Rajasthan’s is a similar story. In FY14, budgeted targets were missed by 1.1% of GDP. In FY15 they were missed by 0.5% of GDP despite not targeting any fiscal consolidation. This year, Rajasthan is targeting a sharp consolidation of 1% of GDP. So, the likelihood of slippage is commensurately higher. Maharashtra, too, is targeting a sharp fiscal consolidation, despite meaningful fiscal slippage last year when no consolidation was targeted. In other words, if the recent fiscal dynamics in just these three states—with a less-than-encouraging recent fiscal history—plays out again this year, the actual out-turn for states as a whole in FY16 would be 2.8% of GDP, a slippage of 0.2% of GDP. Then, comparing the actual out-turn from FY15 to FY16 would only reveal a fiscal consolidation of 0.1% of GDP—exactly what we get by comparing the budgeted estimates across both years. Put differently, the apparent consolidation from comparing the RE in FY15 to BE in FY16 only exists because states that have seen meaningful slippages in recent years continue to budget aggressive consolidations in FY16. Given this pattern, we believe comparing budgeted estimates across years is a more apples-to-apples comparison. Realistically, therefore, the consolidation at the state level is likely to be 0.1% of GDP, giving rise to a neutral combined fiscal stance. Furthermore, if you believe that output gaps are closing this year, the cyclically-adjusted fiscal impulse is expansionary—but that depends on one’s subjective view of the output gap.

So, what’s going on? Why isn’t there more consolidation? There are two competing explanations: Either some states did not internalise the finance recommendation when preparing their budgets, or they are spending the extra transfers (hopefully, on capex!). We test both, in turn. We look at the 10 states that presented their budgets post the Union budget and clearly internalised the higher transfers. Unfortunately, the picture does not change. In the case of these 10 states, the budgeted fiscal consolidation across the two years is just 0.15% of GDP—almost identical to that of the full sample of 17 states. So, even the states that explicitly acknowledge the transfers have very modest consolidation.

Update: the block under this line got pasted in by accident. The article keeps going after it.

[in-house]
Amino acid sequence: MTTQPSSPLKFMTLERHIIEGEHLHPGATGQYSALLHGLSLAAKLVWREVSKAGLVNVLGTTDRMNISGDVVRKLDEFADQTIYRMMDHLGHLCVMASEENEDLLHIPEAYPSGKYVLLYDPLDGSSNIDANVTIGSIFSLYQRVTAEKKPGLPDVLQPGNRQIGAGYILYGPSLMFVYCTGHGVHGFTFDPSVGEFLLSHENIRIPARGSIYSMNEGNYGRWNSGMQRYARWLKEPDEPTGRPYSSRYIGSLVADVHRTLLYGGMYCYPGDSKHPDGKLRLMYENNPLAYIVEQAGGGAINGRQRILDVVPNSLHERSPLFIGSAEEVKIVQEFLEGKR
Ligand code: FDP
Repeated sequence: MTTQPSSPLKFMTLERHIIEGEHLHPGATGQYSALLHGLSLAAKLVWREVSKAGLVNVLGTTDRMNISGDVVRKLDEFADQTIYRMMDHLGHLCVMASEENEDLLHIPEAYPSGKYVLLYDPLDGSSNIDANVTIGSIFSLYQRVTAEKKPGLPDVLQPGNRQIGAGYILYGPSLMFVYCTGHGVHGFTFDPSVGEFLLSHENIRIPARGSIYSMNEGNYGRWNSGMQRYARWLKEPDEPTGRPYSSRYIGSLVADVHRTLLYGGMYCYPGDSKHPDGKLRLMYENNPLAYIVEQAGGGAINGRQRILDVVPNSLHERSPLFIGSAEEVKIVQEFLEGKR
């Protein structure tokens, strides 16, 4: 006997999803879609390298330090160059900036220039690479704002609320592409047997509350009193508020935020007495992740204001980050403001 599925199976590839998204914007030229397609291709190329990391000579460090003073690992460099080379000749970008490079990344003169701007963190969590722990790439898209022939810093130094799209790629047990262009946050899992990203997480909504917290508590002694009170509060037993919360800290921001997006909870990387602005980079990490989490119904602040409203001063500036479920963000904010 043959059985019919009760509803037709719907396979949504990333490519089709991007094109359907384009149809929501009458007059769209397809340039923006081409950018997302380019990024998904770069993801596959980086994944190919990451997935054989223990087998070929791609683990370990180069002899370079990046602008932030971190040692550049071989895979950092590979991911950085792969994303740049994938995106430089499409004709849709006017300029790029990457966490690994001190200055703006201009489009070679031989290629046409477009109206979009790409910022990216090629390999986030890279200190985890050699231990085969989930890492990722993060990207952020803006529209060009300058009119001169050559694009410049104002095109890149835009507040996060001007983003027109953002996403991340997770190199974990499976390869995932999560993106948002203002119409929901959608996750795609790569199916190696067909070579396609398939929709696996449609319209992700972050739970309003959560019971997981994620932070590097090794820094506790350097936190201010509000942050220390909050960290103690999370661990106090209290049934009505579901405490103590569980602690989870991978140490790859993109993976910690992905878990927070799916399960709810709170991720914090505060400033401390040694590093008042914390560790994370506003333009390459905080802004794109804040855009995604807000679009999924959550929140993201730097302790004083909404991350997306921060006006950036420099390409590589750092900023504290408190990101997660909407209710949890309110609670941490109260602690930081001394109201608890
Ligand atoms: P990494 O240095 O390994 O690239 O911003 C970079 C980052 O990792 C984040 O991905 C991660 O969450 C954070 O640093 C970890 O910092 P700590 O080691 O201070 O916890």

Why is this? Surely, this is because they are spending on it higher capex? Not really! For eight of this group of 10—for which we have hard data on capex allocations from their budgets—the budgeted capex in FY16 at 2.9% of GDP is lower than the 3.0% of GDP budgeted in FY15! Even comparing the RE in FY15 to the BE in FY16, shows capex allocation remains flat at 2.9% of GDP. Therefore, for the sample of states that have clearly internalised the transfer, deficits are only modestly lower and, very surprisingly, capex allocations are, in fact, lower—suggesting the resources are being spent on current expenditures.

None of this is meant to be a criticism of fiscal policy this year. For one, budgets are dynamic and will evolve as the year goes on. More fundamentally, a neutral fiscal stance is perhaps what the doctor ordered this year when output gaps are negative, demand appears depressed, and external and internal imbalances are under control. In fact, the Union budget scored highly on institutions and focusing on a public investment thrust. The point of this piece is to simply point out that a detailed read of the state budgets reveals neither much consolidation nor a greater capex thrust.

All told, a neutral fiscal stance is understandable this year. But the extra fiscal space thereby created should be used to augment supply (capex expenditures) not demand (current expenditures). It is therefore imperative that not only must the Centre execute its capex plans to the fullest, but prod states (and public sector enterprises) to use extra resources towards greater public investment than their Budgets have revealed thus far. Else, we risk ending up in no man’s land—higher deficits and lower capital expenditures.

SajjiD Z Chinoy & Toshi Jain

Chinoy is Chief India Economist and Jain is Economist, JP Morgan